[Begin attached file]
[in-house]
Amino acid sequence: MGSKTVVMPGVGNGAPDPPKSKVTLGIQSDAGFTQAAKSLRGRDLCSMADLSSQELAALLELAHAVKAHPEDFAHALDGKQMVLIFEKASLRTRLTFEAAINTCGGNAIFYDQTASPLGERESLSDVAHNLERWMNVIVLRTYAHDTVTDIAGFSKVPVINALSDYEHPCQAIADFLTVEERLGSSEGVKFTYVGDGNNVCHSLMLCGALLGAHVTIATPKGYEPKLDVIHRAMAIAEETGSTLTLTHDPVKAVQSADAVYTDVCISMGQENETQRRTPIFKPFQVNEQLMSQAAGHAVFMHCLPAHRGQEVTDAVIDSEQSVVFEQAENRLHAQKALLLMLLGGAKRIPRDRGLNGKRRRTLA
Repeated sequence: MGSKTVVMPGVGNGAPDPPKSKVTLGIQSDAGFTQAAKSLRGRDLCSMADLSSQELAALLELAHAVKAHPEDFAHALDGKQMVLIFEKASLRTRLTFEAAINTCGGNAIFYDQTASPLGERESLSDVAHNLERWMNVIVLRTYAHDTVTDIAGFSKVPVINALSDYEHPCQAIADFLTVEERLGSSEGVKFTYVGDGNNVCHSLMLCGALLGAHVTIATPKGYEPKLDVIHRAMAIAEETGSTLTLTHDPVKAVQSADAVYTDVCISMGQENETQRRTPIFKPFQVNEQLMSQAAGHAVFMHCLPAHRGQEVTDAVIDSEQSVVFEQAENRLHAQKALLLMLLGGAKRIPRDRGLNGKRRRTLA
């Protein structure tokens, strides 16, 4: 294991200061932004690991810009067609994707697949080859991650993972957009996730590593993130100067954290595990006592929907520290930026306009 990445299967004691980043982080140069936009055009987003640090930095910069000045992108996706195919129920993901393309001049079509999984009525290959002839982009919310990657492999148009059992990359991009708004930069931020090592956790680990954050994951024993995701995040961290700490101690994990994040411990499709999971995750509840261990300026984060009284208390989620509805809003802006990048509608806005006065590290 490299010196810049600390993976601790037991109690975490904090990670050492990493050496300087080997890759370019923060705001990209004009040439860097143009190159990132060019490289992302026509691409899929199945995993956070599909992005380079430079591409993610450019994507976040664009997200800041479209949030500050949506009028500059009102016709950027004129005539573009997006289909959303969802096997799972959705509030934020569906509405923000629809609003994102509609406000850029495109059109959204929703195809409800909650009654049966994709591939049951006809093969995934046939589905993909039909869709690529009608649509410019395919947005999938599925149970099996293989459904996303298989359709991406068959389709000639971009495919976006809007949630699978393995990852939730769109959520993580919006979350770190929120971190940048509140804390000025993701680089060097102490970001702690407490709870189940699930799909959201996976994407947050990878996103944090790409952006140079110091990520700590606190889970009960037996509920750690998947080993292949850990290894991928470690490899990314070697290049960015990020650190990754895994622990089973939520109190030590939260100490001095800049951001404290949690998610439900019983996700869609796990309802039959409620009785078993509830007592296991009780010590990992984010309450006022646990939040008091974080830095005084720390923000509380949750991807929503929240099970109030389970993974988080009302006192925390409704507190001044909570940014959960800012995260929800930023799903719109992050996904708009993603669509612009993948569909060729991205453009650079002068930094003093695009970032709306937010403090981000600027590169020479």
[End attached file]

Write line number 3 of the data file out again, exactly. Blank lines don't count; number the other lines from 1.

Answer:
Repeated sequence: MGSKTVVMPGVGNGAPDPPKSKVTLGIQSDAGFTQAAKSLRGRDLCSMADLSSQELAALLELAHAVKAHPEDFAHALDGKQMVLIFEKASLRTRLTFEAAINTCGGNAIFYDQTASPLGERESLSDVAHNLERWMNVIVLRTYAHDTVTDIAGFSKVPVINALSDYEHPCQAIADFLTVEERLGSSEGVKFTYVGDGNNVCHSLMLCGALLGAHVTIATPKGYEPKLDVIHRAMAIAEETGSTLTLTHDPVKAVQSADAVYTDVCISMGQENETQRRTPIFKPFQVNEQLMSQAAGHAVFMHCLPAHRGQEVTDAVIDSEQSVVFEQAENRLHAQKALLLMLLGGAKRIPRDRGLNGKRRRTLA